FORTY IS NOT ALWAYS FORTY, of course, and history sometimes yields to story-telling. Ali Baba and the forty mariners journeyed 40,000 leagues for forty days and nights into the land of Fátima, where they banqueted in ignorance – reveling in food and drink, without revelation. Spinning the fact and fantasy into a single strand makes the episode juicier, and unraveling the yarn is not the sailor’s usual task. Yet here I am… maybe out of my depth, trying to secure that line. Moreover, sometimes forty is exactly that – forty young men – and making sense of a forty-year old memory is a riddle of fortyfold challenge. Enigma interpreted with the passage of time is not an unknown theme associated with Fátima, and perhaps our puzzling expedition there four decades ago is a micro-reflection of its mysterious attractive energy, even though the faith that drove us there that day was not the one that motivates the majority. Occupying a position between revelation and uncertainty as it does, it is probably appropriate that this hub of pilgrimage is a conspicuous way station on the unfathomable path that ultimately drew me into this land – and out of my own. This is all the more profound, I suspect, because I am not a Catholic, and am more guarded in what I profess, I confess.
Sense making, like the itinerary of fact and fantasy we spin during our lives, goes only so far. Nevertheless, in some primeval sense, I emerged from the sea, journeyed toward the event horizon, came away without answers, and sank back into the abyss – then returned seeking to sound the depths of a larger story, and found my own instead. Or maybe I just got stuck here – a less cosmic scenario. Realizing one’s destiny and just getting stuck are probably side A and side B of the same LP. Yes, a dated analogy, lost on many these days, but a favorite in my generation.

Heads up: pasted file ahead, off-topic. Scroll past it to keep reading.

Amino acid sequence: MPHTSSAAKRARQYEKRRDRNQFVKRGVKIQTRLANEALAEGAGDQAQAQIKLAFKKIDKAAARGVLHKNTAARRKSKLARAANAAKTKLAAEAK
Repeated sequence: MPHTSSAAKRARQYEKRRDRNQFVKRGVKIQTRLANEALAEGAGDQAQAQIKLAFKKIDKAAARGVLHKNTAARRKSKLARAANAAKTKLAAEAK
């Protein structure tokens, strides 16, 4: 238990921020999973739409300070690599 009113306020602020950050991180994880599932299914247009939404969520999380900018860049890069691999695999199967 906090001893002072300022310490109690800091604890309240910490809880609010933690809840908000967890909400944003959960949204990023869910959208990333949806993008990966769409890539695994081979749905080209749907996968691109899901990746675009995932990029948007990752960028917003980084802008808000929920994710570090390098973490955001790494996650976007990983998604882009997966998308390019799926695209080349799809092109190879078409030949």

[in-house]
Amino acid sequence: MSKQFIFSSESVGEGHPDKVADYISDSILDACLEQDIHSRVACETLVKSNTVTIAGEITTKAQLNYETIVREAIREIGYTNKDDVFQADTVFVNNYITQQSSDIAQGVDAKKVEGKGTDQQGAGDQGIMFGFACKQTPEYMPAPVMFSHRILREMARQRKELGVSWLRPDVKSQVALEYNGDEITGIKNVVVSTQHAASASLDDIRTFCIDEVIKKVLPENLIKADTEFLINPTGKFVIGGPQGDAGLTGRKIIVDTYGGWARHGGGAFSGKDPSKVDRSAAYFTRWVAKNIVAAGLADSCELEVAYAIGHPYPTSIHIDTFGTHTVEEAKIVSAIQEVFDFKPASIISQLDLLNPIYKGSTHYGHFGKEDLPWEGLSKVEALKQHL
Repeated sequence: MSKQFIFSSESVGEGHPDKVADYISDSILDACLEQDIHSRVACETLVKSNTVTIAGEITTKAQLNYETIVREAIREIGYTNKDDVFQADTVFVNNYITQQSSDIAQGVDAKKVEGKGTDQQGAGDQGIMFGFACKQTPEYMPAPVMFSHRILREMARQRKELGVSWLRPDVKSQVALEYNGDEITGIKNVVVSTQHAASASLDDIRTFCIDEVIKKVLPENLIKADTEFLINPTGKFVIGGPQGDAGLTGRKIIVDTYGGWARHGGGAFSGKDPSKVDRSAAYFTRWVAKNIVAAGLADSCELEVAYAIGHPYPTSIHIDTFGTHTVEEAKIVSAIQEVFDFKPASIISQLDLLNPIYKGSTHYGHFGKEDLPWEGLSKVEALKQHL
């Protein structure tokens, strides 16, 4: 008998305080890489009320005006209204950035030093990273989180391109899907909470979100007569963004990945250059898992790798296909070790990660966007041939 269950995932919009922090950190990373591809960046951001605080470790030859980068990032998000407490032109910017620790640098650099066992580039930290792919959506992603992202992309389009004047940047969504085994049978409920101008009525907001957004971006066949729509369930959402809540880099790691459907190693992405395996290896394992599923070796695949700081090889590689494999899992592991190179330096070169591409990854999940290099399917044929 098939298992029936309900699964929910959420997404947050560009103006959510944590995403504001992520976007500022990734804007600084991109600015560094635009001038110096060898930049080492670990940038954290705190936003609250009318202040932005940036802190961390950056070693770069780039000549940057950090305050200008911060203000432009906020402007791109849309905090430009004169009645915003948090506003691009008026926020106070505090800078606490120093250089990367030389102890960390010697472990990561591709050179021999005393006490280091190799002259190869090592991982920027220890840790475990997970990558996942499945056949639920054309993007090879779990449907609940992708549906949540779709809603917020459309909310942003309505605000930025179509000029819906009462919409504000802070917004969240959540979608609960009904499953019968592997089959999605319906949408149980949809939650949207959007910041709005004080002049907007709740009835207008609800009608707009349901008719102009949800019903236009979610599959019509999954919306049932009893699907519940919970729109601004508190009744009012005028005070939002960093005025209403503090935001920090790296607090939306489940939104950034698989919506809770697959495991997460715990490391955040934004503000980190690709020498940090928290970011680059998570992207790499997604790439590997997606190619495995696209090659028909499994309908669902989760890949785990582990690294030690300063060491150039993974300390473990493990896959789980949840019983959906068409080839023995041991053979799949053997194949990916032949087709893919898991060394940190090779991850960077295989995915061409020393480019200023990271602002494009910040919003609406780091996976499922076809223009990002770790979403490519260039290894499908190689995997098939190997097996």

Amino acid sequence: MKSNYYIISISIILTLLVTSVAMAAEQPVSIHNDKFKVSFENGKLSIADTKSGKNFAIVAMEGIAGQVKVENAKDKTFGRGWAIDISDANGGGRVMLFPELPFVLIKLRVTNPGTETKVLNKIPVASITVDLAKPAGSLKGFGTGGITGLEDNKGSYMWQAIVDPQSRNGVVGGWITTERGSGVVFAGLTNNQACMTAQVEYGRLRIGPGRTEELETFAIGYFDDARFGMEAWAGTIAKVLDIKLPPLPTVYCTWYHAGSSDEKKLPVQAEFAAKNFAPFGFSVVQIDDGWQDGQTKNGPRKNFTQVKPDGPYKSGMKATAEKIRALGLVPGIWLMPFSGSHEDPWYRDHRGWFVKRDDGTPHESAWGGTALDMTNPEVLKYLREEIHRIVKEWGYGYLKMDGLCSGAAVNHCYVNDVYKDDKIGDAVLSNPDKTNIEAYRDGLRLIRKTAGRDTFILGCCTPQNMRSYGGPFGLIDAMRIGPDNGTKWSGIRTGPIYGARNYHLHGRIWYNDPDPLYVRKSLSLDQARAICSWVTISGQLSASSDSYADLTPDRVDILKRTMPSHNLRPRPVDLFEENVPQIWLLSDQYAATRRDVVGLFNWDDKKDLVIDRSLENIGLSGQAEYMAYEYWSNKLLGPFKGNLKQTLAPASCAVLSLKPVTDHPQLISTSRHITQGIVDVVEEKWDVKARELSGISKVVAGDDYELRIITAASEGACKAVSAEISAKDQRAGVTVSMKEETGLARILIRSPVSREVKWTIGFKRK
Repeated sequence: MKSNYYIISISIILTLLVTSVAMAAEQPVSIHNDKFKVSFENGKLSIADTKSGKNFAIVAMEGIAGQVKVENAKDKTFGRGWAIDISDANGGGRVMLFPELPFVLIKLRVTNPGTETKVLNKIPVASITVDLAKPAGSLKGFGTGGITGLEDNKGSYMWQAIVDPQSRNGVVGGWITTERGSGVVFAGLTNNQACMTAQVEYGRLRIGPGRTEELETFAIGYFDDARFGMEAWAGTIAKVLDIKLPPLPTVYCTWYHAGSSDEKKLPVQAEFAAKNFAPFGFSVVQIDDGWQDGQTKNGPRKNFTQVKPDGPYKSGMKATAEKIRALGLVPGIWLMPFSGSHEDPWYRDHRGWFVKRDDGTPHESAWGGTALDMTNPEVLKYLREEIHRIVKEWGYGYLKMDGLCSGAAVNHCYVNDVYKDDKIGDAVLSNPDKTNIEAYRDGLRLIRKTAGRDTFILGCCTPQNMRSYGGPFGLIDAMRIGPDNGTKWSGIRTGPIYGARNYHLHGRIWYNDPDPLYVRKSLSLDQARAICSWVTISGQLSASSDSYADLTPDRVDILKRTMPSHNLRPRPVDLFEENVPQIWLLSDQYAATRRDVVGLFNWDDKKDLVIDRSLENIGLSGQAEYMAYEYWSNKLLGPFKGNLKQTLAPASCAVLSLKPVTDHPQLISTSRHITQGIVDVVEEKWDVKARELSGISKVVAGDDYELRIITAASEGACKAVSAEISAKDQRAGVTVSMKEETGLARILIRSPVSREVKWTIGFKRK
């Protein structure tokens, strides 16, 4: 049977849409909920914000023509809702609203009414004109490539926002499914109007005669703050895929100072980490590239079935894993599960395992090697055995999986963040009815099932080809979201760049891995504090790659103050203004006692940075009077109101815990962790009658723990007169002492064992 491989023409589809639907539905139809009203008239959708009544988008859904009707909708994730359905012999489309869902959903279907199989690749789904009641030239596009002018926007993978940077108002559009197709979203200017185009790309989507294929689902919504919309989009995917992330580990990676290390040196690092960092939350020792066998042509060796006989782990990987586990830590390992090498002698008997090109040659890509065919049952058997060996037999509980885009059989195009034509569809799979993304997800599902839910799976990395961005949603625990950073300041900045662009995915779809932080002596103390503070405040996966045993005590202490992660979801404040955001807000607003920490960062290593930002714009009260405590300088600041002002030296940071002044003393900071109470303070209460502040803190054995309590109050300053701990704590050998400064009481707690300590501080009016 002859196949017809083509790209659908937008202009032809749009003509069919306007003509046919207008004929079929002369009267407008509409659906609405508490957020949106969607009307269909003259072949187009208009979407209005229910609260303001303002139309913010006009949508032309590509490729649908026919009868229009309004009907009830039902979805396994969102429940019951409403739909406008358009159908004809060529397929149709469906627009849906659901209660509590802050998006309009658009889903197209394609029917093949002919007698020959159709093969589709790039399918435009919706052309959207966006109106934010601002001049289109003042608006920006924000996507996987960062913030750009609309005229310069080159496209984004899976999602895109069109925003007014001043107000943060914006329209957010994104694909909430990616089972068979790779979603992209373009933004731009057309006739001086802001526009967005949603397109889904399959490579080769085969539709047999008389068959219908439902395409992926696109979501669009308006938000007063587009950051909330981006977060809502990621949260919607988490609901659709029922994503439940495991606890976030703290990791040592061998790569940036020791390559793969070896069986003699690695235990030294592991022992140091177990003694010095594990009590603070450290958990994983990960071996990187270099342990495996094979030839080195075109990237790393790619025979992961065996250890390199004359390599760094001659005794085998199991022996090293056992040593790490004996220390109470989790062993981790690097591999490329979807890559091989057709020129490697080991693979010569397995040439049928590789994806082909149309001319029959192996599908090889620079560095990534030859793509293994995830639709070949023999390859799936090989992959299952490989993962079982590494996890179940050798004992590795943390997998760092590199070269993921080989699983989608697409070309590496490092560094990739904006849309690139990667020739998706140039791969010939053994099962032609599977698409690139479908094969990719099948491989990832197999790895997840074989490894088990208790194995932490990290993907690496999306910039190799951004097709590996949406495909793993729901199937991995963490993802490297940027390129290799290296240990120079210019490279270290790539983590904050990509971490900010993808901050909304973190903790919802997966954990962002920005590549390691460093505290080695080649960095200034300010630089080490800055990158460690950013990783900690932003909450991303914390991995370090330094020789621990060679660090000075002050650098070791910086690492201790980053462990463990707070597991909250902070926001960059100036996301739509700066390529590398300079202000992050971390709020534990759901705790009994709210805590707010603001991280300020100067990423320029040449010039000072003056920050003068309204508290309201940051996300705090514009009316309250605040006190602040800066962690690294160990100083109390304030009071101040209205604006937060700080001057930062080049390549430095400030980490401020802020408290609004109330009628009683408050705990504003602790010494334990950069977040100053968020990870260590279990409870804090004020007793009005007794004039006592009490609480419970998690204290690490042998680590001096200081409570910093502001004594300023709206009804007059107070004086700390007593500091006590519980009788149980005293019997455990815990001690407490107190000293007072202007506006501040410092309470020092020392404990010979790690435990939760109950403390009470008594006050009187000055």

THE FULBRIGHT COMMISSION WAS THUS AN INTEGRAL, albeit unwitting factor in the events that turned Lisbon into my home port. And as it does so often, the Foundation has surfaced elsewhere, now affording me the chance to give a bit back to this extended family that has exerted such a powerful influence on my own, immediate one. It is my great good fortune to serve on the Board of Portugal’s Fulbright Commission today, and I cannot help but let my imagination off the leash with every grant we approve for this country’s young scholars bound westward across those familiar waves, to that familiar shore. Not one of these grant recipients was alive the day my Portuguese journey began. How strange to think that the fellow with wet socks and wide eyes would one day dwell on the prospects of their many journeys in the other direction, and the exponential in their potential.